Man Asleep

Image provided by author.
Image provided by author.

By Johana

There once was a man who fell asleep on a snowy day.  His beloved watched him with dreaming eyes that saw the past him, awkward and admiring, and the future him who would hold her hand whether they were in far off land on adventure, or working together to pay bills for the mundanities of life.  These images came together in the sleeping form of the him who now held her hand as he slept in this tiny, cold apartment.

Shame

shame

editors pick

The boy is eight when his mother dies. Her death floods him with a grief he’s far too young to comprehend. He vows never to cry, lest he look weak.

Left to fester, his grief becomes shame—a shame that infects everything.

He feels unworthy, undeserving of love.

Later, his brain’s learned response to trauma of any kind will be shame.

In high school, he will do poorly in Algebra – Shame.

In college, he will self medicate – Shame.

One day he’ll lose his job – Shame.

Divorce – Shame.

He will point a finger always at himself, never at God.

Shame.

Kiyi

Photo by author.
Photo by author.

By Ray Sharp
He was stopped at the lift bridge, waiting for the ship to pass through, right foot on concrete, left foot cocked on the pedal, just before the crossing barrier, wondering if it was red stripes on white, or white on red, like zebras. Familiar cry of gulls on the morning breeze, his favorite sound, the language of flight.  They called to the blue boat named Kiyi, like the little deepwater chubs of Lake Superior. To swim or to fly, always a hard choice, but in the end it’s got to be fly. Up goes the arm, ding-ding-ding.

Daydream

woman-coffee-cup-mugBy Kazz

editors pickFor the next hour I am just me.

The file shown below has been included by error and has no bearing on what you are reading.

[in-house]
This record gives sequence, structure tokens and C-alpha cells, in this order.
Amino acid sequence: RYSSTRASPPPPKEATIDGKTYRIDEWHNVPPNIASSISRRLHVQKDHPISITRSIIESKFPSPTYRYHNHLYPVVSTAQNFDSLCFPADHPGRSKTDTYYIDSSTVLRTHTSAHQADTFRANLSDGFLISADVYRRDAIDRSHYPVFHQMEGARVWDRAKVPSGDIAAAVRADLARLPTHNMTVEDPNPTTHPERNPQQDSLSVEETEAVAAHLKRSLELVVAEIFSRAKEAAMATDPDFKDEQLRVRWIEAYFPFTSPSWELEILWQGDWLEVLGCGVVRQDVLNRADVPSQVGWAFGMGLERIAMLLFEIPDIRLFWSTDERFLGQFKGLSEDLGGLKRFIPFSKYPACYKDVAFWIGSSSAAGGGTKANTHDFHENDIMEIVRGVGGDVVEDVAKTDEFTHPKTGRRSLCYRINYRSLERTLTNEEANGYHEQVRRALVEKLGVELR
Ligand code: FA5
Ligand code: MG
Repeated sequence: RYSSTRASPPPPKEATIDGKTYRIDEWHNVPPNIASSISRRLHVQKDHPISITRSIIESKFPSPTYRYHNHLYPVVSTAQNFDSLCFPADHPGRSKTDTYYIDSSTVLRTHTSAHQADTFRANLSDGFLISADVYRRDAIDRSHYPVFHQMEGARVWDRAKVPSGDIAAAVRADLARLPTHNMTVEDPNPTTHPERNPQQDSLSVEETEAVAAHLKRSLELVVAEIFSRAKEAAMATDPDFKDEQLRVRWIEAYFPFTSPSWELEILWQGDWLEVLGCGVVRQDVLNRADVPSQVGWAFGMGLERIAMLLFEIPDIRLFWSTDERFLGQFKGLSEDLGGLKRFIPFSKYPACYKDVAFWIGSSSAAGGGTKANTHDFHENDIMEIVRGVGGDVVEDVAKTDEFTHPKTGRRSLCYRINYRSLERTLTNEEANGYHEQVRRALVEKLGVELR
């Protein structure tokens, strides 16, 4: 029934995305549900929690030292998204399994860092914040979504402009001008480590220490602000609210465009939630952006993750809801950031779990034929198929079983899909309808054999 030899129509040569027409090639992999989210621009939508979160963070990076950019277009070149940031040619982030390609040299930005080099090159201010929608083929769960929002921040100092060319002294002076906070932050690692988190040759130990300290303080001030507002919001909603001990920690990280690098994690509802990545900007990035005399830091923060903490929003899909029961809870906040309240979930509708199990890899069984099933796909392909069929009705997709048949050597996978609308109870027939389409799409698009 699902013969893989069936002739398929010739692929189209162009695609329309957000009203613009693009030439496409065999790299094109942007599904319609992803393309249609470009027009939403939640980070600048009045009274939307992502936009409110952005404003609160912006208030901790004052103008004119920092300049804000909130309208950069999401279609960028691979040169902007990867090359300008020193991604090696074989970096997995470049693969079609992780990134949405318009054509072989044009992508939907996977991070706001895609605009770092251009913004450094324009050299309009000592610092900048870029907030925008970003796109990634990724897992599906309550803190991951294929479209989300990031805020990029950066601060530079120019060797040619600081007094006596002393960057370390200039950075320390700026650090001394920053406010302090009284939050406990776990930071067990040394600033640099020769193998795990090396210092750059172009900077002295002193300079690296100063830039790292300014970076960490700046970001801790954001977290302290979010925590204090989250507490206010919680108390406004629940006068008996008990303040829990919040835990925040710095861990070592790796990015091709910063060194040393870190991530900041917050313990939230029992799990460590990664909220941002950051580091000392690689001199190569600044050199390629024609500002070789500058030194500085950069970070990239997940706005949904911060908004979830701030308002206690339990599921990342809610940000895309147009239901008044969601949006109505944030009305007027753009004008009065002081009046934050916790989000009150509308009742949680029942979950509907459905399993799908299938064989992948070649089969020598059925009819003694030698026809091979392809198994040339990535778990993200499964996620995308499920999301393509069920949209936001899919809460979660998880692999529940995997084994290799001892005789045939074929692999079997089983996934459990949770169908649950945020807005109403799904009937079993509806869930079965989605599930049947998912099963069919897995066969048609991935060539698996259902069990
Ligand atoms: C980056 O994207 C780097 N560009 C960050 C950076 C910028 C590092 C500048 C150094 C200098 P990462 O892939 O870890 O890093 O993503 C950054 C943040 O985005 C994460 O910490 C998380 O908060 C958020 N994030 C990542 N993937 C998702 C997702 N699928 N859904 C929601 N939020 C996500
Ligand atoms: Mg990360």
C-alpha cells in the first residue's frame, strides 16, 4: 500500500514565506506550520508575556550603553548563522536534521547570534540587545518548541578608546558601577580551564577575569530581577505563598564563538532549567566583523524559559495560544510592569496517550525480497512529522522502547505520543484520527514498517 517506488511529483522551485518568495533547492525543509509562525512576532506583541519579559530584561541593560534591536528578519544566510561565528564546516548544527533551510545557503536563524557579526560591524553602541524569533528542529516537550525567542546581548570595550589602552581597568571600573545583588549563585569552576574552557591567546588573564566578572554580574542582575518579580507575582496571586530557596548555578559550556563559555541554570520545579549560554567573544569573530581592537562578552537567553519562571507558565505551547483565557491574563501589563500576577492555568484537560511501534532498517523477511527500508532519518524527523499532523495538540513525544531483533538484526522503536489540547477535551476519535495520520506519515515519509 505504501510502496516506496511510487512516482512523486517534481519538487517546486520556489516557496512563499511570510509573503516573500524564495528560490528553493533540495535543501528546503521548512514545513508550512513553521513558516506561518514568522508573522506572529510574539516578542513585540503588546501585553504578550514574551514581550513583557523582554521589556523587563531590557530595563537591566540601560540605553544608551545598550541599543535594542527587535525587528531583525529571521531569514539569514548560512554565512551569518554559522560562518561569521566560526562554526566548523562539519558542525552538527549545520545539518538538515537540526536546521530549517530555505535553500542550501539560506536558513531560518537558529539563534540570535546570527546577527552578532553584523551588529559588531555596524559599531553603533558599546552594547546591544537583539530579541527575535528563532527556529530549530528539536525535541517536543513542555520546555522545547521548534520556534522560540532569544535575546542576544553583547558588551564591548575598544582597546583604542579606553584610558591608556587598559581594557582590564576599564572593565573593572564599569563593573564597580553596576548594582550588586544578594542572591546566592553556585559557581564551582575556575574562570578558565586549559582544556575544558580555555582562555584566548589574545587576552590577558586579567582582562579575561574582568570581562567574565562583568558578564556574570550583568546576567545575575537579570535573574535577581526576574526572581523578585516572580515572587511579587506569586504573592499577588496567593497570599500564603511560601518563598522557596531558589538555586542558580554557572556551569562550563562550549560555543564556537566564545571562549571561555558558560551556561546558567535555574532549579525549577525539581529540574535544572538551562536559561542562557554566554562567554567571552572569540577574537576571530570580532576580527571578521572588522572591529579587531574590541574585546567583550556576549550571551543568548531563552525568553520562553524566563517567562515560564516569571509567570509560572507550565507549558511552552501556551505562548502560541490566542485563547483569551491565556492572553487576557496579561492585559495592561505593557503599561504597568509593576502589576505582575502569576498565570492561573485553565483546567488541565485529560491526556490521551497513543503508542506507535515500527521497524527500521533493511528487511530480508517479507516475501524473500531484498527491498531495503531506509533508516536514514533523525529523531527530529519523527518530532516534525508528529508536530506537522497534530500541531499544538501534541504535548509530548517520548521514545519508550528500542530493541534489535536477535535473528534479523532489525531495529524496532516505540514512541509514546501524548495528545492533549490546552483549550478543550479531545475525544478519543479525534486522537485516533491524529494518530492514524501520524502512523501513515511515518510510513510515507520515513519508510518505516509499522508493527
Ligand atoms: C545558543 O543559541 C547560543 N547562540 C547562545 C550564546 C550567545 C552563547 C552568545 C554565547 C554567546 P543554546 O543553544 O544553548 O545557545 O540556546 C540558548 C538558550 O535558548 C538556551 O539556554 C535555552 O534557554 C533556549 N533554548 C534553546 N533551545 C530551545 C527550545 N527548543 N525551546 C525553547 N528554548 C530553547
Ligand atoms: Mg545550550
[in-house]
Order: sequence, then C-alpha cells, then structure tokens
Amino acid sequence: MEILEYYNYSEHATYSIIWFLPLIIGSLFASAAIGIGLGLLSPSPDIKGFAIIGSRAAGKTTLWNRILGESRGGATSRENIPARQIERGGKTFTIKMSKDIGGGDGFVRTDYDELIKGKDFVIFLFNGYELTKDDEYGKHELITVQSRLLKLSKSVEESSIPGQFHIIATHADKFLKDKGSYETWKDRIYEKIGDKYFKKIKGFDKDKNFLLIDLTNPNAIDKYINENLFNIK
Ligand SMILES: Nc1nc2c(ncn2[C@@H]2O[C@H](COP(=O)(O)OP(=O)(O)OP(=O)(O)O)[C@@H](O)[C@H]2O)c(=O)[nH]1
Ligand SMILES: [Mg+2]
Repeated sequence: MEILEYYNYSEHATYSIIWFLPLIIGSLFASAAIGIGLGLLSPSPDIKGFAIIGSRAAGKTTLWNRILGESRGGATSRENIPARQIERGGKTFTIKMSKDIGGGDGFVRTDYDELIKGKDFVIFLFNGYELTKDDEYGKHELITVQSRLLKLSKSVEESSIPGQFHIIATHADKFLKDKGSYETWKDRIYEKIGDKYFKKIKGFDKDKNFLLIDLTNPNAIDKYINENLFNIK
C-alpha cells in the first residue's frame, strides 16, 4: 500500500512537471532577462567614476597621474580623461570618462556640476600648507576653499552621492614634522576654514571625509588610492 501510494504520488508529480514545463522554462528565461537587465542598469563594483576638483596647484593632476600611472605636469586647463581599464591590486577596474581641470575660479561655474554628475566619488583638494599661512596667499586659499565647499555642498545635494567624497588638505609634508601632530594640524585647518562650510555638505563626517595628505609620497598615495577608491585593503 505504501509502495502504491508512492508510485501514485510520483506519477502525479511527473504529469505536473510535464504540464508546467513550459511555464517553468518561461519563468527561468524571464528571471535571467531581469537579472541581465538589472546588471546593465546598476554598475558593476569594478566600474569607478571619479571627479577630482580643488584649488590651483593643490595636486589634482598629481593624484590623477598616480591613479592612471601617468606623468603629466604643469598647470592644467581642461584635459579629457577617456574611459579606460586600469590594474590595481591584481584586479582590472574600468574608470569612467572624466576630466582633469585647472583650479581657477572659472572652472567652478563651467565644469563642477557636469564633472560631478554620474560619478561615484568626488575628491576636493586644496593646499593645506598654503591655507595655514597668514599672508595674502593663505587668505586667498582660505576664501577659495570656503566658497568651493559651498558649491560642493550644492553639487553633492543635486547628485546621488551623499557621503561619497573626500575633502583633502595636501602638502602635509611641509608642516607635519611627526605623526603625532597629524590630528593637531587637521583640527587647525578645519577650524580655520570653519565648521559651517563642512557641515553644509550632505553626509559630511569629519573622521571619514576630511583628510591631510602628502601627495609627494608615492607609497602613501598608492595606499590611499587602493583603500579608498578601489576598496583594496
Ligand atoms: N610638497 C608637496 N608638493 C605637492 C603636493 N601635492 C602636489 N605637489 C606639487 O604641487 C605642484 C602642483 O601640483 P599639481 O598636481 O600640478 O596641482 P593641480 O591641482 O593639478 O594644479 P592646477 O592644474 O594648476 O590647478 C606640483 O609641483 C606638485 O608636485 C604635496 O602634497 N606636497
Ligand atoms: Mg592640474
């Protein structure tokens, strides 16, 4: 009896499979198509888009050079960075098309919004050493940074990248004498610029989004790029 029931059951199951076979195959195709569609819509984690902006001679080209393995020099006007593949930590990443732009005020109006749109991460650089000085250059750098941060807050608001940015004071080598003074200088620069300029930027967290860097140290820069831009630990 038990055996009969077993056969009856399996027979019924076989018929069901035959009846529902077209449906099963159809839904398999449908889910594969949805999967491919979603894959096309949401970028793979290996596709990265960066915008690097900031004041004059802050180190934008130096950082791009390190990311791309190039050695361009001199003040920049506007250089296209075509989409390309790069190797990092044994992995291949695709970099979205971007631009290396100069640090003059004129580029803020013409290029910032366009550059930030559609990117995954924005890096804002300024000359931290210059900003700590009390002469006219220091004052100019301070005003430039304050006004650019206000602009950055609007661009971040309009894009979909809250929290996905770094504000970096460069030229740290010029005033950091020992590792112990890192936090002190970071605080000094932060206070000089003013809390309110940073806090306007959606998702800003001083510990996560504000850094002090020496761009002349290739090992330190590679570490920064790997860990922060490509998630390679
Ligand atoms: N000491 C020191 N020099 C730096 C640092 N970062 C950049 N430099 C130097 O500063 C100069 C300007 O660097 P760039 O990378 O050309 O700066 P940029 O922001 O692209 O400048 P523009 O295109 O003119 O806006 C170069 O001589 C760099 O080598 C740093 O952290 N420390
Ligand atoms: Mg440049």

I sip coffee and watch the people.

A young man hooks my gaze. He is writing. You don’t often see that these days.

He is young but … attractive. I wonder if he would glance at me and see past the shell of motherhood. We would talk of art and of writing and of how it could never work. Then have a delicious affair.

He looks up. I quickly look away and think of groceries.

As I leave I catch the eyes of an elderly man. He averts his gaze. He looks uncomfortable.

Peter in the Park

It didn’t matter how fast I pedaled my bike, Peter kept up. His front tire nudged my rear tire like he was trying to make me fall. I was scared to look back. Terrified of what would happen.

My legs burned as we raced to the gate to exit the park. His shadow inched closer to mine. I pedaled harder. Faster. I wish he would give up on this game and chase someone else to the other side.

I crossed the gate first and struck up the nerve to turn – Peter vanished like the legend said he would.

Perspective Turns Everything Around

gun in mouthBy Summit Abrams

John took the gun and put it into his mouth, but couldn’t pull the trigger.

 He never thought it would happen, but it did. The cancer had taken over his heart.
All he wanted was to be with his son, share an ice-cream cone, or just tell him he loved him.
He remembered that death was coming and no one knew when. He couldn’t bear to watch his body grow thin, his eyes sink in, and his skin turn gray.
What would be left after he was gone?
“It’s okay, dad,” his son said. “It’s going to be okay.”